keywords = "ATPase, FGGY kinase, mechanism, X-ray structure, xylulokinase",
author = "{Di Luccio}, Eric and Barbara Petschacher and Jennifer Voegtli and Chou, {Hui Ting} and Henning Stahlberg and Bernd Nidetzky and Wilson, {David K.}",
year = "2007",
month = "1",
day = "19",
doi = "10.1016/j.jmb.2006.10.068",
language = "English (US)",
volume = "365",
pages = "783--798",
journal = "Journal of Molecular Biology",
issn = "0022-2836",
publisher = "Academic Press Inc.",
number = "3",

}

TY - JOUR

T1 - Structural and Kinetic Studies of Induced Fit in Xylulose Kinase from Escherichia coli

AU - Di Luccio, Eric

AU - Petschacher, Barbara

AU - Voegtli, Jennifer

AU - Chou, Hui Ting

AU - Stahlberg, Henning

AU - Nidetzky, Bernd

AU - Wilson, David K.

PY - 2007/1/19

Y1 - 2007/1/19

N2 - The primary metabolic route for d-xylose, the second most abundant sugar in nature, is via the pentose phosphate pathway after a two-step or three-step conversion to xylulose-5-phosphate. Xylulose kinase (XK; EC 2.7.1.17) phosphorylates d-xylulose, the last step in this conversion. The apo and d-xylulose-bound crystal structures of Escherichia coli XK have been determined and show a dimer composed of two domains separated by an open cleft. XK dimerization was observed directly by a cryo-EM reconstruction at 36 Å resolution. Kinetic studies reveal that XK has a weak substrate-independent MgATP-hydrolyzing activity, and phosphorylates several sugars and polyols with low catalytic efficiency. Binding of pentulose and MgATP to form the reactive ternary complex is strongly synergistic. Although the steady-state kinetic mechanism of XK is formally random, a path is preferred in which d-xylulose binds before MgATP. Modelling of MgATP binding to XK and the accompanying conformational change suggests that sugar binding is accompanied by a dramatic hinge-bending movement that enhances interactions with MgATP, explaining the observed synergism. A catalytic mechanism is proposed and supported by relevant site-directed mutants.

AB - The primary metabolic route for d-xylose, the second most abundant sugar in nature, is via the pentose phosphate pathway after a two-step or three-step conversion to xylulose-5-phosphate. Xylulose kinase (XK; EC 2.7.1.17) phosphorylates d-xylulose, the last step in this conversion. The apo and d-xylulose-bound crystal structures of Escherichia coli XK have been determined and show a dimer composed of two domains separated by an open cleft. XK dimerization was observed directly by a cryo-EM reconstruction at 36 Å resolution. Kinetic studies reveal that XK has a weak substrate-independent MgATP-hydrolyzing activity, and phosphorylates several sugars and polyols with low catalytic efficiency. Binding of pentulose and MgATP to form the reactive ternary complex is strongly synergistic. Although the steady-state kinetic mechanism of XK is formally random, a path is preferred in which d-xylulose binds before MgATP. Modelling of MgATP binding to XK and the accompanying conformational change suggests that sugar binding is accompanied by a dramatic hinge-bending movement that enhances interactions with MgATP, explaining the observed synergism. A catalytic mechanism is proposed and supported by relevant site-directed mutants.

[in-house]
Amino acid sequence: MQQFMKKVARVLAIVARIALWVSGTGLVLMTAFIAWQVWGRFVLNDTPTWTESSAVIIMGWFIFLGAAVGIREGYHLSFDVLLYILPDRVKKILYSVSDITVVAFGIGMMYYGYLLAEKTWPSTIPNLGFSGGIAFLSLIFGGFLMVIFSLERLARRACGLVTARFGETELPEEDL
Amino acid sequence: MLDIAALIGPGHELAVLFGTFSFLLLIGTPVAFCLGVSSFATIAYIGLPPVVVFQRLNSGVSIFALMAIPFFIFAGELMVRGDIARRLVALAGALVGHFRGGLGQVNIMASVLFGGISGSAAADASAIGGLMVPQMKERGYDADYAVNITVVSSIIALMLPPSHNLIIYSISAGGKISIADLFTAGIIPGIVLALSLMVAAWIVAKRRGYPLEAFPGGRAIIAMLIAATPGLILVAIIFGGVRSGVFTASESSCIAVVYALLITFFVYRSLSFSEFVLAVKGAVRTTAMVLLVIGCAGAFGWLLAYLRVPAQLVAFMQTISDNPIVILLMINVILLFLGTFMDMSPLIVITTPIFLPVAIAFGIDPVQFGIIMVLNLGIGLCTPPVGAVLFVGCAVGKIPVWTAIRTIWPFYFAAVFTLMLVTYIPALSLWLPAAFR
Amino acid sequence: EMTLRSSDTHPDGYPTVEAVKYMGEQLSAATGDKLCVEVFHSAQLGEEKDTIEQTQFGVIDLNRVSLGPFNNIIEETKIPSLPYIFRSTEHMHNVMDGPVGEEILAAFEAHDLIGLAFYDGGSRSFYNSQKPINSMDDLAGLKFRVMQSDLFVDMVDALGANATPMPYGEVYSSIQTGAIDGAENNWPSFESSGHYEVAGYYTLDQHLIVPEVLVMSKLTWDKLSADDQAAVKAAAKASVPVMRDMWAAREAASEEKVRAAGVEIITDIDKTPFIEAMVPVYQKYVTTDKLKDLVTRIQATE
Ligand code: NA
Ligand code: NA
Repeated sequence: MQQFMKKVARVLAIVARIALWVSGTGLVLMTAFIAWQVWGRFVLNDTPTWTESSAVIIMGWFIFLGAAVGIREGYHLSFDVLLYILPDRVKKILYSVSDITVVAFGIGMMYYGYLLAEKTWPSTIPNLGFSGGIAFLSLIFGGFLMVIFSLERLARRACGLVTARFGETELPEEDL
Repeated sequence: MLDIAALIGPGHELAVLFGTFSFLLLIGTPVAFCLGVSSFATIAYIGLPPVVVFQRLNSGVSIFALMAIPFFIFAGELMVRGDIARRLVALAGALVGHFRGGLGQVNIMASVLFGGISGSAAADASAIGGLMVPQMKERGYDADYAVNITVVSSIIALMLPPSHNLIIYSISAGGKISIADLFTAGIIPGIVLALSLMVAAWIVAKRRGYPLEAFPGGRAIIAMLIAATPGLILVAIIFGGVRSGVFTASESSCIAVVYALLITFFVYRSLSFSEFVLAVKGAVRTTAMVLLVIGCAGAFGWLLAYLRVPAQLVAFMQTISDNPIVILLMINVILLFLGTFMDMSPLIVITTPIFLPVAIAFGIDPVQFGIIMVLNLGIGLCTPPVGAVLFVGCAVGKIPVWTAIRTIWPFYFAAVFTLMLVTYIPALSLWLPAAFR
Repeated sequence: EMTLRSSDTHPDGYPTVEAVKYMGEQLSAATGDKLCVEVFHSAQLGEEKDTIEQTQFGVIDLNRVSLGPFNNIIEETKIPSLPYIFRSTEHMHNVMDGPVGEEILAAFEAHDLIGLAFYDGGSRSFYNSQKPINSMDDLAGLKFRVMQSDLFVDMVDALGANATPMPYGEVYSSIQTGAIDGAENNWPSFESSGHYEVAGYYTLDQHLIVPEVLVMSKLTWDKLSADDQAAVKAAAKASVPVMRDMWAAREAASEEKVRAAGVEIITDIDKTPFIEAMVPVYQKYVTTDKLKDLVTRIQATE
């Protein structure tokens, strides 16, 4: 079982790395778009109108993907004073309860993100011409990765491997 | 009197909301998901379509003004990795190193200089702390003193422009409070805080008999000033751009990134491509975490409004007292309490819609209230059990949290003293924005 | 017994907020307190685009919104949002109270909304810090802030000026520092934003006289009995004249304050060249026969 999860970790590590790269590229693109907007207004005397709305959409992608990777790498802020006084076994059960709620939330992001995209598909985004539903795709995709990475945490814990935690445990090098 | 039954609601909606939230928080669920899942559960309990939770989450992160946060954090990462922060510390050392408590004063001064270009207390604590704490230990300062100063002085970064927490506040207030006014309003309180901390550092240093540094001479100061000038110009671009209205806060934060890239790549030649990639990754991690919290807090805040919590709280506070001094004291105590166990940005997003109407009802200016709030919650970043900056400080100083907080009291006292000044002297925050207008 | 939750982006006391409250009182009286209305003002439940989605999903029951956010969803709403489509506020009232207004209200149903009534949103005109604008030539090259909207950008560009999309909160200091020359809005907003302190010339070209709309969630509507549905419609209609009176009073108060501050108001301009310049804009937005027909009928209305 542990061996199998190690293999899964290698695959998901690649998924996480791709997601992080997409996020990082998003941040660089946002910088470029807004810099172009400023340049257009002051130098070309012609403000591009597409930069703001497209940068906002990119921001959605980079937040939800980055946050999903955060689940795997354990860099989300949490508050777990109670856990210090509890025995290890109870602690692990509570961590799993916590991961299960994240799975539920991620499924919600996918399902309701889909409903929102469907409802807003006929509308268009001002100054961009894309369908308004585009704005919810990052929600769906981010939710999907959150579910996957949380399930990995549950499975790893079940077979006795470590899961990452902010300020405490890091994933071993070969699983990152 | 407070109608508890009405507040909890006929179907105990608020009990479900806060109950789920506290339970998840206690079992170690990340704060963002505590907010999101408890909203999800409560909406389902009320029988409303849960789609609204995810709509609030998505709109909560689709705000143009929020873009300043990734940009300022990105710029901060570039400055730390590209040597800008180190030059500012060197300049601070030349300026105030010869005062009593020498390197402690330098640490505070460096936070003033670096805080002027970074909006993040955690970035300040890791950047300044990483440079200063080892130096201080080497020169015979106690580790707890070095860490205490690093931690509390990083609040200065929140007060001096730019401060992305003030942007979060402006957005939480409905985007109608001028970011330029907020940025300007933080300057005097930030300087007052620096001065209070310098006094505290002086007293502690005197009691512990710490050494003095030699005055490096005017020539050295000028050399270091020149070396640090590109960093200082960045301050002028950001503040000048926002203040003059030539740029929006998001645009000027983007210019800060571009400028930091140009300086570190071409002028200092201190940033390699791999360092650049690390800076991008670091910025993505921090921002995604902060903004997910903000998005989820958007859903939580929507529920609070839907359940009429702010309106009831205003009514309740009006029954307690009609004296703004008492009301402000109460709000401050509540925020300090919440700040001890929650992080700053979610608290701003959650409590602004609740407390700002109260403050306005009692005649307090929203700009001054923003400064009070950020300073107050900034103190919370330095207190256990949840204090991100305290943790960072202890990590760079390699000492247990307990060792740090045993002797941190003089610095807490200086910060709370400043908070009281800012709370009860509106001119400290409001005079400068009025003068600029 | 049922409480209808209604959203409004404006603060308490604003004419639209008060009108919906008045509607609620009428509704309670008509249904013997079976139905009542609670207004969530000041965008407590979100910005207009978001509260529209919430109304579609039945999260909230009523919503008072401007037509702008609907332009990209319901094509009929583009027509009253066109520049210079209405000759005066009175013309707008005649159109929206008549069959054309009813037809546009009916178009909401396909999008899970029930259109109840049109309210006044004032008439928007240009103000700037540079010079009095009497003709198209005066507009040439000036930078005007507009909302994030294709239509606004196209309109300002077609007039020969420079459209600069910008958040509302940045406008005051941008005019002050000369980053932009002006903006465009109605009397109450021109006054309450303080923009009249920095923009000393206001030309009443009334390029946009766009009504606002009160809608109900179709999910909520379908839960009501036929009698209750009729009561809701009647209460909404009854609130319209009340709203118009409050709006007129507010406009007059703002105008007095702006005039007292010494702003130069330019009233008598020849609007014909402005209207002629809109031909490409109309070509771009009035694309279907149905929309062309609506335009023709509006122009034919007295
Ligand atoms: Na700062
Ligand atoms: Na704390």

KW - ATPase

KW - FGGY kinase

KW - mechanism

KW - X-ray structure

KW - xylulokinase

UR - http://www.scopus.com/inward/record.url?scp=33845799646&partnerID=8YFLogxK

UR - http://www.scopus.com/inward/citedby.url?scp=33845799646&partnerID=8YFLogxK

U2 - 10.1016/j.jmb.2006.10.068

DO - 10.1016/j.jmb.2006.10.068

M3 - Article

C2 - 17123542

AN - SCOPUS:33845799646

VL - 365

SP - 783

EP - 798

JO - Journal of Molecular Biology

JF - Journal of Molecular Biology

SN - 0022-2836

IS - 3

ER -